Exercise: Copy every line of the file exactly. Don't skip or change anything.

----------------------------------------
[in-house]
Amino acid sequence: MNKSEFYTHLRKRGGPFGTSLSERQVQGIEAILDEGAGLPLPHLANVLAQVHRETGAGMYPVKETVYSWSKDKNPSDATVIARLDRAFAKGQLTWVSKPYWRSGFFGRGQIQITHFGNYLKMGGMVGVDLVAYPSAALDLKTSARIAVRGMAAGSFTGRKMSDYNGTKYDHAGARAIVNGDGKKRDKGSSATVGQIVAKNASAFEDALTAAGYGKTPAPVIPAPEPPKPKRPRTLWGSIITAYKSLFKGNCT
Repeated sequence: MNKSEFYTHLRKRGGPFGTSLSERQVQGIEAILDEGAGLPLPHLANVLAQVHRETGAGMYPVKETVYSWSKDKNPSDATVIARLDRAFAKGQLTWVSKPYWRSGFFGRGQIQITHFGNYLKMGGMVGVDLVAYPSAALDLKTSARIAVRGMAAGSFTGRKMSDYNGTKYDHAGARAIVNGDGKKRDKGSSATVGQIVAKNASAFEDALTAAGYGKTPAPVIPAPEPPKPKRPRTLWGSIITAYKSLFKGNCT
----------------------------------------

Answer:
[in-house]
Amino acid sequence: MNKSEFYTHLRKRGGPFGTSLSERQVQGIEAILDEGAGLPLPHLANVLAQVHRETGAGMYPVKETVYSWSKDKNPSDATVIARLDRAFAKGQLTWVSKPYWRSGFFGRGQIQITHFGNYLKMGGMVGVDLVAYPSAALDLKTSARIAVRGMAAGSFTGRKMSDYNGTKYDHAGARAIVNGDGKKRDKGSSATVGQIVAKNASAFEDALTAAGYGKTPAPVIPAPEPPKPKRPRTLWGSIITAYKSLFKGNCT
Repeated sequence: MNKSEFYTHLRKRGGPFGTSLSERQVQGIEAILDEGAGLPLPHLANVLAQVHRETGAGMYPVKETVYSWSKDKNPSDATVIARLDRAFAKGQLTWVSKPYWRSGFFGRGQIQITHFGNYLKMGGMVGVDLVAYPSAALDLKTSARIAVRGMAAGSFTGRKMSDYNGTKYDHAGARAIVNGDGKKRDKGSSATVGQIVAKNASAFEDALTAAGYGKTPAPVIPAPEPPKPKRPRTLWGSIITAYKSLFKGNCT